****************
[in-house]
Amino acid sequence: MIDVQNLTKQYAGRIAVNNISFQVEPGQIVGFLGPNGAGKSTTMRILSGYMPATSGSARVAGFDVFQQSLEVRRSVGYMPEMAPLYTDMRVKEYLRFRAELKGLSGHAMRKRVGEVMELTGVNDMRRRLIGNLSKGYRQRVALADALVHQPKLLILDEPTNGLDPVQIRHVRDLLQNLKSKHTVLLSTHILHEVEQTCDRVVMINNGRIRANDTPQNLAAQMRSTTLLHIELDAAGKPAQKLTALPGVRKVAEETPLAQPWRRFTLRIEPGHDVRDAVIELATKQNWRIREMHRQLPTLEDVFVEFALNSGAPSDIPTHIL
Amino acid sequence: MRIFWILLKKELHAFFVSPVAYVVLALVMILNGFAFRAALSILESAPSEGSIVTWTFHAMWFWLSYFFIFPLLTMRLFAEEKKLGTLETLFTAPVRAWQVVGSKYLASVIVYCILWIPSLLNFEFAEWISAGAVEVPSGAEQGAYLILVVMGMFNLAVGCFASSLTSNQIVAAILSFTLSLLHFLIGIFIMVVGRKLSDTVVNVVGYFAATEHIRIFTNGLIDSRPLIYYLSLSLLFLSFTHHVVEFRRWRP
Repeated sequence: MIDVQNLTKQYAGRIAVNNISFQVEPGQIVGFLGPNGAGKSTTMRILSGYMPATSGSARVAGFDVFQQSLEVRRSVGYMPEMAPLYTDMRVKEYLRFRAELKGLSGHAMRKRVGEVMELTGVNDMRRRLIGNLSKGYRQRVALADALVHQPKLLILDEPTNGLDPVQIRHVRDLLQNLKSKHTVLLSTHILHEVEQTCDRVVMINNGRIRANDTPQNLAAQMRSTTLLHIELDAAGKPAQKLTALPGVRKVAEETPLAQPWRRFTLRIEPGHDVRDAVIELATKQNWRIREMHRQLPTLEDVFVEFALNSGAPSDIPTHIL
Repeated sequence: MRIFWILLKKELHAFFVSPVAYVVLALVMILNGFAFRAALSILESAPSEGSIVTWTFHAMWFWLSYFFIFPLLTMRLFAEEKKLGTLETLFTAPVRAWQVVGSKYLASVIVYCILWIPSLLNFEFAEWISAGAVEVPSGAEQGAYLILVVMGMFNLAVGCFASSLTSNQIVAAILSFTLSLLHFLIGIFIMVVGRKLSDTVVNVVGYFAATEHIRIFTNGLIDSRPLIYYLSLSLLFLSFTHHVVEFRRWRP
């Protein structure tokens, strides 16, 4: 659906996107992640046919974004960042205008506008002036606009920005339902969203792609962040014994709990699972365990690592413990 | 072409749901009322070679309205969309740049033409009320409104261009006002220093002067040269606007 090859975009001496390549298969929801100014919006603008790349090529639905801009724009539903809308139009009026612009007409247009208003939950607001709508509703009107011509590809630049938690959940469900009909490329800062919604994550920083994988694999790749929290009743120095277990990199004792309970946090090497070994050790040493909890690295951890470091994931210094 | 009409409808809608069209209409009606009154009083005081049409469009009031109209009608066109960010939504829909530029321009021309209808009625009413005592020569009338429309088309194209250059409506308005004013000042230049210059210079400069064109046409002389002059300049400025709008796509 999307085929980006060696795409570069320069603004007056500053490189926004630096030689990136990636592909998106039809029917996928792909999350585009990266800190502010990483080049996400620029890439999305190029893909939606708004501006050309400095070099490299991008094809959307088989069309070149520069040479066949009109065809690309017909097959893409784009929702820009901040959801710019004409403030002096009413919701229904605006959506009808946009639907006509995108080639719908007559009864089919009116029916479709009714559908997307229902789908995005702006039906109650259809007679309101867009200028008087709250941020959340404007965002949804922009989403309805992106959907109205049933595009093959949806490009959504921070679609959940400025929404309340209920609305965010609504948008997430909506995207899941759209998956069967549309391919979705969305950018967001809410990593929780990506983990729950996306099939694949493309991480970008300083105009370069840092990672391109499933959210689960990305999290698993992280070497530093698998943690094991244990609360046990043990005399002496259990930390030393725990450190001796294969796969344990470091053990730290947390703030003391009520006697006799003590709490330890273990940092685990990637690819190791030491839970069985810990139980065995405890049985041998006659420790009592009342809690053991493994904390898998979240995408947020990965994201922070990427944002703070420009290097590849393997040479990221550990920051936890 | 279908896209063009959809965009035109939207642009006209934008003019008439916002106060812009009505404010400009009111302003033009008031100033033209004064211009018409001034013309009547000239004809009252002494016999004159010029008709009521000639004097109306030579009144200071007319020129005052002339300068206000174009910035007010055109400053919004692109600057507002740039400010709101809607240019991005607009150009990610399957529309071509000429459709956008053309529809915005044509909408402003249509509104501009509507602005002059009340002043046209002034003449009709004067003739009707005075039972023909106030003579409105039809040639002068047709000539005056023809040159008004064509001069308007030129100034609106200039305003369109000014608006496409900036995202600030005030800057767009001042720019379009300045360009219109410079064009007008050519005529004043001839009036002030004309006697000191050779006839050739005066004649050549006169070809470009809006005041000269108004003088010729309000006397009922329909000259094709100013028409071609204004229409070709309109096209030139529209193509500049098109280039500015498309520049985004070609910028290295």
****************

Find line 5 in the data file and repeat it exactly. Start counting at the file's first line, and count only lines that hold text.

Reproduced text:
Repeated sequence: MRIFWILLKKELHAFFVSPVAYVVLALVMILNGFAFRAALSILESAPSEGSIVTWTFHAMWFWLSYFFIFPLLTMRLFAEEKKLGTLETLFTAPVRAWQVVGSKYLASVIVYCILWIPSLLNFEFAEWISAGAVEVPSGAEQGAYLILVVMGMFNLAVGCFASSLTSNQIVAAILSFTLSLLHFLIGIFIMVVGRKLSDTVVNVVGYFAATEHIRIFTNGLIDSRPLIYYLSLSLLFLSFTHHVVEFRRWRP